Inequality affects younger donors even more. An Urban Institute study from March 2013 reported that while the net worth of those people 47 and older is roughly double that of someone the same age 27 years earlier, today’s adults in the mid-30s or younger have accumulated no more wealth than their counterparts 27 years ago. Specifically, those ages 29 to 37 actually lost significant ground; they saw their average net worth drop 21% between 1983 and 2010. The study’s authors blame stagnant wages, diminishing job opportunities and lost home values during the great Recession, which hit the younger generation the hardest.
We also know that income inequality causes a psychological reaction in a donor’s willingness to give. When people for whom $100 or $250 is a large gift are surrounded by stories of mega gifts ($1 million donations are now common), they begin to feel that their donations are not worth making, particularly when they have less money than they used to.
So given all this cheerful news, what should your organization do to address the effects of income inequality on fundraising?
1) Learn what fair and just tax policy would look like. We must reverse the redistribution of wealth that is placing the majority of wealth in the hands of the fewest people, and the only way to do that is through progressive tax policies. Yet most of us don’t really have a lot of opinions about what and how much any person or corporation should pay in taxes.
2) Make sure you thank all your donors and that you truly value all gifts. This requires focusing on donors and not just donations. Tell stories of how smaller gifts have made a difference in your work, and how aggregating small donations leads to big change. Consider not putting your biggest donor’s names in big print and your smaller donors in small print, but rather listing them all in alphabetical order. (You will have far fewer anonymous donors if you do this.)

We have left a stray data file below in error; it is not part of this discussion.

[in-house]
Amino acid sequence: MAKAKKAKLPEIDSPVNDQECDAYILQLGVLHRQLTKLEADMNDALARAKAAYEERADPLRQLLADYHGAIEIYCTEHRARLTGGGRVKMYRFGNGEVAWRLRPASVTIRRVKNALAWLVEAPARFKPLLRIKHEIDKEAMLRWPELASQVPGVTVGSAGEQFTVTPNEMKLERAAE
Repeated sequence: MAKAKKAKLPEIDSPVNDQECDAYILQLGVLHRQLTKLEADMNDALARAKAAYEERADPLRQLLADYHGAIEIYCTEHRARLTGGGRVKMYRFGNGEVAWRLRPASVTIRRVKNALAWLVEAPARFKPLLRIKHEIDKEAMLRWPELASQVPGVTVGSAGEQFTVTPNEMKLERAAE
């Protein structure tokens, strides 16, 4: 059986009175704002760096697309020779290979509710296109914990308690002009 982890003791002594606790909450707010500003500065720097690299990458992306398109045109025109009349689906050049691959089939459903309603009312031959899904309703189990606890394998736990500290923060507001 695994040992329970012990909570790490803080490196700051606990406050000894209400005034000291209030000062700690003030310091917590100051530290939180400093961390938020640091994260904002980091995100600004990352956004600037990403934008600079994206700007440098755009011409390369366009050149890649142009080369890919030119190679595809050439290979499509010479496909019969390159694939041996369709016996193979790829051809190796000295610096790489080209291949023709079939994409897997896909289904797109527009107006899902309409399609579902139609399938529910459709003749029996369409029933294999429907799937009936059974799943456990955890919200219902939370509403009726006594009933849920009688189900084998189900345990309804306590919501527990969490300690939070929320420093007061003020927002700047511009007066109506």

3) Focus a lot of attention on your monthly or recurring donors. People who can’t afford $200 all at once often can afford $20/month.
4) Make sure that common ordinary people feel invited to donate to your organization. If your newsletters and reports just focus on foundation funding or your corporate sponsors, ordinary people will not think, “I could be a donor.”
Many social scientists and economists believe that income inequality is one of the most corrosive problems a society can face. Nonprofits are already being called on to handle the poverty, health, education and environmental problems caused or exacerbated by the widening gap between rich and poor. We must also show leadership in proposing lasting structural change that will close this gap. For too long, fundraising programs have simply tried to adapt to whatever was going on in the economy, but now we have to lead the way out of this unequal society—engaging our organizations, our donors, and our sector to agitate and advocate for real change.
(This blog post is similar to an article I just published in the Klein and Roth e-newsletter: www.kleinandroth.com/newsletters)